Taking orders at fast food places

Not that I really go out for fast food much (anymore). But when I do, I notice that at most places they seem to have this system where when the person at the register takes the order they yell out what’s ordered to the cooks/kitchen. Nearly always, it seems that there’s no way the people in the kitchen could hear/process what’s being yelled out since they’re quite busy doing other things. Besides, this seems rather redundant since most of these places have computerized order systems anyway.

Anyone shed some light on this? Perhaps when you work food service for a long time, you get a sixth sense for hearing orders yelled out? It sometimes appears to me that this is some policy imposed by the managers, and the employees are just going through the motions.

What fast food places do you go to?
The only place where I still hear orders being called out is In n Out Burger. And hey wouldn’t you know it… they tend to get any speciality orders wrong.

I go to Wendy’s far too often, and I’ve only seen them do with with special orders. In this instance, I would guess it’s because either (A) their system isn’t set up to take special requests, or (B) the food preparers just pay attention to the “1 Double Cheeseburger” line on the order system, without noticing the “no pickles, no mustard” written below it.

I’ve worked fast food. You put the order into a computer, which appears on a screen above the grill.

But if there’s a special order, the person cooking the food sometimes doesn’t notice the special instructions. If you’re working the counter, you know you’re the one who’s going to be yelled at by the customer, so just to cover your own ass, you call back, “Hey, there’s no pickles on that cheeseburger, Jim-Bob!”

You especially do this if you know that the person on grill is likely to not really read the order.

It’s option B. The registers at Wendy’s allow cashiers to put in quite a variety of special requests, including “no,” “only,” or “extra” of any condiment (or meat), cut in half, etc.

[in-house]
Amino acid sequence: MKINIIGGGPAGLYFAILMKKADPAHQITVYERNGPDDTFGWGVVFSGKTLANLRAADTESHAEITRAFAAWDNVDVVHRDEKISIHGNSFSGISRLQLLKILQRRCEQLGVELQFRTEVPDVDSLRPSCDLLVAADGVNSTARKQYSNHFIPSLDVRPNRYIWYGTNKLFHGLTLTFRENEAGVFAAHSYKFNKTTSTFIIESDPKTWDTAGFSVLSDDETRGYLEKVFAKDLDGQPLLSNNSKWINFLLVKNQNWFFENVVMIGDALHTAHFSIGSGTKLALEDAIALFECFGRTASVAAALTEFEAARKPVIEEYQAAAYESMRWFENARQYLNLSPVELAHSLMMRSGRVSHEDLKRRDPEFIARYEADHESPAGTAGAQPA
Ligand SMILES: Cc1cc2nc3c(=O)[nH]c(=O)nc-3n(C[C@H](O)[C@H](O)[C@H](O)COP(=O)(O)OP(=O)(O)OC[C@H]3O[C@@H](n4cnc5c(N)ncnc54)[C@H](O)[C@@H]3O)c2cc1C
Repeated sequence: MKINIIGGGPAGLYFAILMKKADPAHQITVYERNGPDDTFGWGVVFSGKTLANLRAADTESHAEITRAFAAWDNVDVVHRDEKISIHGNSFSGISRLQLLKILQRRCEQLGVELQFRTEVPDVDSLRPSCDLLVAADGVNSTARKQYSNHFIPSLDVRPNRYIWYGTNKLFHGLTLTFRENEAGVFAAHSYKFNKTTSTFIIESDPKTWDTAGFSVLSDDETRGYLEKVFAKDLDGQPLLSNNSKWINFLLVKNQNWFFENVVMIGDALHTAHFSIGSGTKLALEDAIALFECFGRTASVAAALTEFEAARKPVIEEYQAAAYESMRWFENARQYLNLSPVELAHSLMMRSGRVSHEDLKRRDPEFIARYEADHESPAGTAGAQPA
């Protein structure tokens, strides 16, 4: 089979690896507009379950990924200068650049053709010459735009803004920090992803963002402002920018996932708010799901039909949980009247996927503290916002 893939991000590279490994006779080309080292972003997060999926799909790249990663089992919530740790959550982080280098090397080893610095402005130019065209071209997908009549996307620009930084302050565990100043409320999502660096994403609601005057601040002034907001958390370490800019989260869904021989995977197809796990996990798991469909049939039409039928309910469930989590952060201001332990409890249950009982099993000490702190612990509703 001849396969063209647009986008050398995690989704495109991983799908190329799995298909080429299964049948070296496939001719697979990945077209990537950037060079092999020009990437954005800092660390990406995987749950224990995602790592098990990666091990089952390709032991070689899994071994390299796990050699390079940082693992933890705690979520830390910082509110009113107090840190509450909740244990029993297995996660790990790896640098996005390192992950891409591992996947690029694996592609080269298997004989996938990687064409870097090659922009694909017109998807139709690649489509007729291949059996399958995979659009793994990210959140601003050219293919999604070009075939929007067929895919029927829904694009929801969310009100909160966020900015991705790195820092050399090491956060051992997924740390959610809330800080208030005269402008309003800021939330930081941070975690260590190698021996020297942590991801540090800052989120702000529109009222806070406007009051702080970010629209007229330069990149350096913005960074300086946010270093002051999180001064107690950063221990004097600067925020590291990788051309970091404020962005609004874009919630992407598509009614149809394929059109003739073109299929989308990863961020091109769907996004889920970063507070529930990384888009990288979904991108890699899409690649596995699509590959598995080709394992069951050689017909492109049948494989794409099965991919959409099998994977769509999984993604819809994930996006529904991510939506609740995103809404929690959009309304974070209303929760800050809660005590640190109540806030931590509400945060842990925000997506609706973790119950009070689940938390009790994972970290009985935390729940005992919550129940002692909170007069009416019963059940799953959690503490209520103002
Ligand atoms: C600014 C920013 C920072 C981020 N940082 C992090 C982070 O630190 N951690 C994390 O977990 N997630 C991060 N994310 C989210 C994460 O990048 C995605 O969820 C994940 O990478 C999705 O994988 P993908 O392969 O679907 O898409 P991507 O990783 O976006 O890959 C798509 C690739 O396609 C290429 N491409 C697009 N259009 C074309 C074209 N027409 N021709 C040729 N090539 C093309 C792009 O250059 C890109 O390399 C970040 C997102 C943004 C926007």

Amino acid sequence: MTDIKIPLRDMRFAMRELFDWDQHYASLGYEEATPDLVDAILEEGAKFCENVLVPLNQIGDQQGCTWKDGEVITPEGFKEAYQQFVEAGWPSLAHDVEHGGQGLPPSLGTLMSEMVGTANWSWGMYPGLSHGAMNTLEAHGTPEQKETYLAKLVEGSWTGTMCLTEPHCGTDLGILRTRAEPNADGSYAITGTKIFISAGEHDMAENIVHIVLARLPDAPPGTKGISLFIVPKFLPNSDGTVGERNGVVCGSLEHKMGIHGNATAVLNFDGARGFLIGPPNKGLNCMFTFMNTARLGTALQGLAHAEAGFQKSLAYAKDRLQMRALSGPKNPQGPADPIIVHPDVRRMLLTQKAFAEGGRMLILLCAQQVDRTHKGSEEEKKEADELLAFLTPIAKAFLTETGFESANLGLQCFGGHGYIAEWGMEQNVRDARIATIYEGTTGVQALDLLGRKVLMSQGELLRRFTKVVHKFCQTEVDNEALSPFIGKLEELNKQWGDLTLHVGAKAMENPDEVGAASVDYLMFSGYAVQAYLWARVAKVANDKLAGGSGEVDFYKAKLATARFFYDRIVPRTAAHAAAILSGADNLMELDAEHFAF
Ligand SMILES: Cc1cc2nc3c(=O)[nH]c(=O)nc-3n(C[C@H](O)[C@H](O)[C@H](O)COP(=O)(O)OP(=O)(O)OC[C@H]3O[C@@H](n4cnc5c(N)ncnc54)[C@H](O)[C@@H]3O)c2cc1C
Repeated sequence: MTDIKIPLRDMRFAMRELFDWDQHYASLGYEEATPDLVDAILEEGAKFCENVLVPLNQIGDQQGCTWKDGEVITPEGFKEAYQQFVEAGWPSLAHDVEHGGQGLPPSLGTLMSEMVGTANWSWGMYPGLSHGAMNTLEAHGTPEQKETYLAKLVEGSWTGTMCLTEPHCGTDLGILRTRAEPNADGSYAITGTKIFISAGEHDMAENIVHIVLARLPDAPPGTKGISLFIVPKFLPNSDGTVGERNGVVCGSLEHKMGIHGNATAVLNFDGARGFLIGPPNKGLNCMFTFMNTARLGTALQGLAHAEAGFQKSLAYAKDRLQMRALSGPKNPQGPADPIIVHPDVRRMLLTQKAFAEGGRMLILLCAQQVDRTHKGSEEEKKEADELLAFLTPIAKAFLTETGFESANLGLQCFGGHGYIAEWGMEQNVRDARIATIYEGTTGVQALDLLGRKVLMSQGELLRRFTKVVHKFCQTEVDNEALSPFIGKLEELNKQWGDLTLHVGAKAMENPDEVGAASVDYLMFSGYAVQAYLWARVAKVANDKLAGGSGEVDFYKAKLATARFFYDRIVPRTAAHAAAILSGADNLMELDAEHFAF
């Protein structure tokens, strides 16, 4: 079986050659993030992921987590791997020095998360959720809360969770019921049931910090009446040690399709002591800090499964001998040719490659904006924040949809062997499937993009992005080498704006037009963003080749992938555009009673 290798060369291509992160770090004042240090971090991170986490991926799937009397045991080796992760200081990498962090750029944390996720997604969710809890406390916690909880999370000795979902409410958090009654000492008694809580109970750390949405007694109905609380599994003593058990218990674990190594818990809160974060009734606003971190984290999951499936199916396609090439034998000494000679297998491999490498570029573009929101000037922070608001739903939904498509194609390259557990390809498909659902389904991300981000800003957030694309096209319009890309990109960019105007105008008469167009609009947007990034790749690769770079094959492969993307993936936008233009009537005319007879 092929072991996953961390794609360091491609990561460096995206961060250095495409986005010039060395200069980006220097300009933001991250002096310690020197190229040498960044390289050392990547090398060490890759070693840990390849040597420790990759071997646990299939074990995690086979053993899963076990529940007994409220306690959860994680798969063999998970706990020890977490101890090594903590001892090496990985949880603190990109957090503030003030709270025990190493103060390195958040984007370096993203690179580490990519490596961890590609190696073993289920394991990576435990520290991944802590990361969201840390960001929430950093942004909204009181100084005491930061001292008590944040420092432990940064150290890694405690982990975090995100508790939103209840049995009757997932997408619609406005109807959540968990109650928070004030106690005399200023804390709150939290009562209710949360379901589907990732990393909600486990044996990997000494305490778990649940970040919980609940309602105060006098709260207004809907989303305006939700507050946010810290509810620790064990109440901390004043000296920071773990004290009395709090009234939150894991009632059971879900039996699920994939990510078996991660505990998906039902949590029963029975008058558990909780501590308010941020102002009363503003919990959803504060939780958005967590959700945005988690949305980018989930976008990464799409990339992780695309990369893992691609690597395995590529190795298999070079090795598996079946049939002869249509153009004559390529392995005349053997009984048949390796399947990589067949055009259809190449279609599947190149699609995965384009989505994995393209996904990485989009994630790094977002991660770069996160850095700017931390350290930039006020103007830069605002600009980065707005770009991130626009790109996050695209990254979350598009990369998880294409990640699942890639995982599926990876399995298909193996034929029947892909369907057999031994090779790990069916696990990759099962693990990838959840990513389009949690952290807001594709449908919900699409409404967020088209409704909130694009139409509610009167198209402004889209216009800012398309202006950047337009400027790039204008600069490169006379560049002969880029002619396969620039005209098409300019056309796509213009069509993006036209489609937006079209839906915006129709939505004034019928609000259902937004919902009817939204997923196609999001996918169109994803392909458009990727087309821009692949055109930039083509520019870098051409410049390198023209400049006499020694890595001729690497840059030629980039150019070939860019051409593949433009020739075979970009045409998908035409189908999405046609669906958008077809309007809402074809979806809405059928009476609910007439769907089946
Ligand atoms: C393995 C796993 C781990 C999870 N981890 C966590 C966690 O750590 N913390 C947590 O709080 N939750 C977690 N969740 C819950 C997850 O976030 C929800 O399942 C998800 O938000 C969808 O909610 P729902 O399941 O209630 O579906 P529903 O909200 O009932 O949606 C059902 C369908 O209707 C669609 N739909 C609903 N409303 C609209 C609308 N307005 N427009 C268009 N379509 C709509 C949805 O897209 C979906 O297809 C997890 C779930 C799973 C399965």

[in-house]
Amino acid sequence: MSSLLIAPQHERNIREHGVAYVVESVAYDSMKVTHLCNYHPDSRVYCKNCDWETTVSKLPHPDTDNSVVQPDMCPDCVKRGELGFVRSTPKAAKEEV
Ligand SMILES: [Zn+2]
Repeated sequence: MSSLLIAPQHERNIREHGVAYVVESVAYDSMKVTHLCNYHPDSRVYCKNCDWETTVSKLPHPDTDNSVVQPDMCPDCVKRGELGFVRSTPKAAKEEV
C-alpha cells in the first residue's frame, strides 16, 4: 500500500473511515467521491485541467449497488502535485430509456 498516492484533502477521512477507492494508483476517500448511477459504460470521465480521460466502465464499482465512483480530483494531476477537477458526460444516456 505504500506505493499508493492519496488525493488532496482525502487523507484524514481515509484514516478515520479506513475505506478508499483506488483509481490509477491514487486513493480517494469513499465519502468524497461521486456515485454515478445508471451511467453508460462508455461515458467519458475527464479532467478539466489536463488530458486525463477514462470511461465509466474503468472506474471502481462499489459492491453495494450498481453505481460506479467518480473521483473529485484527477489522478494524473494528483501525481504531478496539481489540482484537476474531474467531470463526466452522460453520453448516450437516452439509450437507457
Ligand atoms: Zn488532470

This makes sense. However, I’ve noticed this at places where they call out every order – not just special orders.

Back when I worked in fast food (which was before all this stuff was computerized… yeah, I’m an old fart) food was cooked on a “turn” which was how many of that item you cooked at once. During the day you knew you’d need typically X amount of burgers at that time to keep up with the typical demand. For example, if you are cooking burgers on a 10 turn, then every time you cook burgers you make 10 at a time. If they take 4 minutes to make, you are making 10 burgers every 4 minutes.

When someone took one of the burgers they yelled back that they were taking one so you knew how many were actually being used, and could adjust the turn up or down to compensate for that particular day’s traffic. If you had the turn too high then you had too many burgers sitting out getting cold. If you had the turn too low then you had angry customers wanting to know why their fast food wasn’t fast. If you have chicken sandwiches on a 3 turn and you hear them yell out three orders for chicken sandwiches you know you better put a few extra on through this cooking cycle or you were going to run out. 3 is actually way too low of a number but you get the idea.

And, when you are back cooking and doing 20 things at once it is actually pretty easy to hear what they are yelling from the front, even if it looks like you aren’t paying attention.

The Burger King near my office does the key-it-in and holler-it-out method. Of course, there’s so much duct tape holding the mike together that it comes out “doba chibur no on no musd”